Thus, when we say “What is the meaning of life?”, what we’re really trying to say is “What is the meaning of my life, and how should I conduct it?” When we say “Why am I here?” we’re just saying “What am I worth?” The answers themselves aren’t important; it’s the implications of the answers.

In a way, I agree with you, no answer could ever meet our stupendous expectations. In some ways, this means that unanswered questions are the only truly philosophical questions. We are infinitely fascinated with questions that can never yield answers because such questions could very well be harboring a clue or hint for what we should be doing. And that’s just too tantalizing to pass up.


Although, I think that humans are most creative when they are given a goal with no clear parameters or path. For me, just having a goal would suffice, allowing me to invest my time and energy in achieving said goal in my own manner, by my own methods. “What is my goal?” Then again, I’m sure “Do I even have a goal?” might precede that.

Speaking of allocation of time and energy, what of potential; i.e., “How can I best use up my time on Earth?” No one likes having regrets, so that, to me, seems somewhat important.

Interesting. So that is to say that this Universe and all of existence itself may be the answer to some other question. That, of course, brings into thought the deterministic ‘clockwork’ model of the Universe, which is built on the notion that the Universe is fulfilling some sort of destiny. Very Douglas Adams-esque.

Just why???

What was I thinking?

Yes, and the “applicable course of action” is simple: we want to convert. We find ourselves subscribing to one ‘ism’ or another - or inventing our own - and the primary motive for disseminating it further is to amass even more followers. This is how we find our security - we find safety in numbers - and strength in the unity of our thought.

Agreed; I sometimes liken the ideas we come up with to computer programs. Caveman #1 in your scenario is engaged in self-programming. He’s building a program that he can download onto the other caveman’s brain. The function of the program is to placate caveman #2.

The bold text is where our opinions diverge. I don’t think you can call ‘existing’ an act. The closest you can come is “bringing into existence”, and then it’s something done unto us, not something we’re doing. Justifying our existence may be one of the subjects of philosophy - indeed, it is an interesting one - but I don’t think it’s the all-encompassing underlying basis for all philosophy. I think the function of philosophy in human life is the same as it is in science and all other fields of inquiry - we’re trying to figure out the world. This is a uniquely human practice and the underlying drive behind it is to build exhaustive and pragmatic models for the purpose of making life predictable and controllable - at least, this used to the be sole purpose. With the advent of civilization came an extended purpose, which was to make social and political dynamics more fluent and efficient (I can explain further if you want). Whatever serves these purposes is what underlies and drives philosophy - I don’t think the need to justify our existence falls under this.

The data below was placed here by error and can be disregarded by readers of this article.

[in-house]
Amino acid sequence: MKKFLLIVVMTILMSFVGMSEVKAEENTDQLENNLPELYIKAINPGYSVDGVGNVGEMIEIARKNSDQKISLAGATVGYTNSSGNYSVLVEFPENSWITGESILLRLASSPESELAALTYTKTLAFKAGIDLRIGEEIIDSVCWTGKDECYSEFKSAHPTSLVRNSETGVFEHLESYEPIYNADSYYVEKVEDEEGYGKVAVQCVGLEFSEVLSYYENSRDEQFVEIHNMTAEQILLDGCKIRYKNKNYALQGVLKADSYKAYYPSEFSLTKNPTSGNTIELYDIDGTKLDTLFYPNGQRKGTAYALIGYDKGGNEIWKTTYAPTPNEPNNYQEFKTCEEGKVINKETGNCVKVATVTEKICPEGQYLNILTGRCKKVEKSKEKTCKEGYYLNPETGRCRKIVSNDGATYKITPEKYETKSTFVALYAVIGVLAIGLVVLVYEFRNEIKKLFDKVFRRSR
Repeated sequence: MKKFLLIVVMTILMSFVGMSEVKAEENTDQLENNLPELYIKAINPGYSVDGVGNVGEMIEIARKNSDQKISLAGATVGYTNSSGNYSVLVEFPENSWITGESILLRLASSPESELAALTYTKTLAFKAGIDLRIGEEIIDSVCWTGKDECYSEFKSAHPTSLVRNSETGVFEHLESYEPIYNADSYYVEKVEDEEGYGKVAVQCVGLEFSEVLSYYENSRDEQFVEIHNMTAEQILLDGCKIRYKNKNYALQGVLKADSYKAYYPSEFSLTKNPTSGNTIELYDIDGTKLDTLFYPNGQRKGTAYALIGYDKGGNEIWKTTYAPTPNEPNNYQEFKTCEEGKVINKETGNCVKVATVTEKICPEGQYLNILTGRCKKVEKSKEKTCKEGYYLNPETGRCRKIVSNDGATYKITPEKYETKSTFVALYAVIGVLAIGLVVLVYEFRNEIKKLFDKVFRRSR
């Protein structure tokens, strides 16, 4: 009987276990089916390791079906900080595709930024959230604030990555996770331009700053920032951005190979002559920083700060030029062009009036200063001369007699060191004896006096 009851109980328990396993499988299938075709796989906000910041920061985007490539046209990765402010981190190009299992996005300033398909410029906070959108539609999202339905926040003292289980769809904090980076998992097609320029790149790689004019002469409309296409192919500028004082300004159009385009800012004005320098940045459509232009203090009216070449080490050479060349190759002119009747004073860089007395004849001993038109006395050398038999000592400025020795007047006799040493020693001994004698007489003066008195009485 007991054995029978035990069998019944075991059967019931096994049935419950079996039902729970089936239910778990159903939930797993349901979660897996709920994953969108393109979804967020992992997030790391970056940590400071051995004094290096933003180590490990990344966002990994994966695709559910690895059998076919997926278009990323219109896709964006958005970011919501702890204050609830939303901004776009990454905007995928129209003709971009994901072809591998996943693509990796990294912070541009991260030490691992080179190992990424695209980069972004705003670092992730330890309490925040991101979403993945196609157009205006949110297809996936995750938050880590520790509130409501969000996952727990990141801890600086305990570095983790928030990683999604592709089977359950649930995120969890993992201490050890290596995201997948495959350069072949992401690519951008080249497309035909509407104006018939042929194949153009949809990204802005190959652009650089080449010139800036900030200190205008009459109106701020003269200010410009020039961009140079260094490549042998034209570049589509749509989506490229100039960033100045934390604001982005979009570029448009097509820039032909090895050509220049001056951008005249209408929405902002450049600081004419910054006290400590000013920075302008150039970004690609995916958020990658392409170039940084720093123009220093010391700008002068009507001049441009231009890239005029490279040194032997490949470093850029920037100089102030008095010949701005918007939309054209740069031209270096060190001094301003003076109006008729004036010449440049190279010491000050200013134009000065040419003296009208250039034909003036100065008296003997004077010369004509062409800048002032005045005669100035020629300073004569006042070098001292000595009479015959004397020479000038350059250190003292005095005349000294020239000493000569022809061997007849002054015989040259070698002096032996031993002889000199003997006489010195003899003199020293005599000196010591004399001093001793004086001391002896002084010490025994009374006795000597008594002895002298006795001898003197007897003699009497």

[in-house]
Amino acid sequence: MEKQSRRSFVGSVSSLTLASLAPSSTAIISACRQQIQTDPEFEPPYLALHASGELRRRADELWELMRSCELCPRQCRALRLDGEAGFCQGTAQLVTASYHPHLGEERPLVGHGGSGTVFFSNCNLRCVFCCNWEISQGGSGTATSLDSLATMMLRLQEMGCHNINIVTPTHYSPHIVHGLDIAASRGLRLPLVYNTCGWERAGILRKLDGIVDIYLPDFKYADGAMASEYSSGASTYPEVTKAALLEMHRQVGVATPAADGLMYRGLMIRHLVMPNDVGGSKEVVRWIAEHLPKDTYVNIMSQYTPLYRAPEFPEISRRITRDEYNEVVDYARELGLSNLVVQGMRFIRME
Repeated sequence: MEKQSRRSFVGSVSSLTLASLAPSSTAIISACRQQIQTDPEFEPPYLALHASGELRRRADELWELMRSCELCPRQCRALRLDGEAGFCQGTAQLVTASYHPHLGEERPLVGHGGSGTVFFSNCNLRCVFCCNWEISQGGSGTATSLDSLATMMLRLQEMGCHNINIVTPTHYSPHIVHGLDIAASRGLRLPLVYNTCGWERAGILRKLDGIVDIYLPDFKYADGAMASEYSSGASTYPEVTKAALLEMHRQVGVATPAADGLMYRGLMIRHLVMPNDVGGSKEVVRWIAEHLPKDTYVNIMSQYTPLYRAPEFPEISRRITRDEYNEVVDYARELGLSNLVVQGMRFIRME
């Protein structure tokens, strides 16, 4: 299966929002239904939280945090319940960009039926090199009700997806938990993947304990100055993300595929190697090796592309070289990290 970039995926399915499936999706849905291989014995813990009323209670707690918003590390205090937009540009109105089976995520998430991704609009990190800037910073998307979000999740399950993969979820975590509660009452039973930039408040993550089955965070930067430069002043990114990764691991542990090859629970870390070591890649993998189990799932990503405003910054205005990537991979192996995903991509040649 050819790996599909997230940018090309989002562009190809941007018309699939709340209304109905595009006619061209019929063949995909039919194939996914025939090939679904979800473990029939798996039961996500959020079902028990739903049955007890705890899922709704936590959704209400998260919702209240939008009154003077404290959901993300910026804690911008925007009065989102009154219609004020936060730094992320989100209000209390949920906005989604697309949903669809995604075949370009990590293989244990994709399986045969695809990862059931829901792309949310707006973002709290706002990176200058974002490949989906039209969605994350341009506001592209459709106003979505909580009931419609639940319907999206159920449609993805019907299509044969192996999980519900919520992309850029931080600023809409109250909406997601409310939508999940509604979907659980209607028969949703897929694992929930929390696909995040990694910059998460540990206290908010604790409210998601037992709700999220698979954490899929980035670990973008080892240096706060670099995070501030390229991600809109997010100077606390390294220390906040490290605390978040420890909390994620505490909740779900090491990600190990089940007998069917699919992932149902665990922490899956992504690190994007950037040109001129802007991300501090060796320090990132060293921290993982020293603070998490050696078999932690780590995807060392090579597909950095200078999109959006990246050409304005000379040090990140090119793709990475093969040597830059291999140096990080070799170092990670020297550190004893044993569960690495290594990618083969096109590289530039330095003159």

Yeah, those unanswered questions will serve philosophers with a never-ending source of speculation forever. And that’s a good thing. Certain of our answers to the questions of life need to be ‘recyclable’ - that is, subject to question, re-interpretation, and doubt - so that we can come up with new ones to replace the old when they fall out of use.

It would not obviously be worded as such, as most thought of action is not worded until it is reflected upon, but it is a thought even so and one that upon reflection caused a great multitude of grand historic changes in man’s past.

Aside from the obvious, “we would not exist” BS, let’s look at only schools of thought.

General division of man would not exist in the manner that it does, for the original divide would be that of groups to get food, and the original strife with groups would be that of groups that did not get and those that did get but do not want to share.

Religious concept of taxing would not exist in the manner that it does, for the original explanation of the control of food would be that of providence and the appeasement of that providence would be of the highest importance considering.

General concept of mechanics would not exist in the manner that it does, for the primary use of the reasonably first mechanics would be that of constructions to aid in getting food.

That outlines the three largest schools of thought:
Politics, Religion, and Science.

There is a general rule:
The farther a society is from the question, “How do we get food?”, the closer that society is to higher schools of advanced thought.

Since this is the very simple measure and root of determining the capacity a society has to think beyond the ends of means and survival, then I see absolutely no problem determining that it was, is, and will be the most important question to the human race.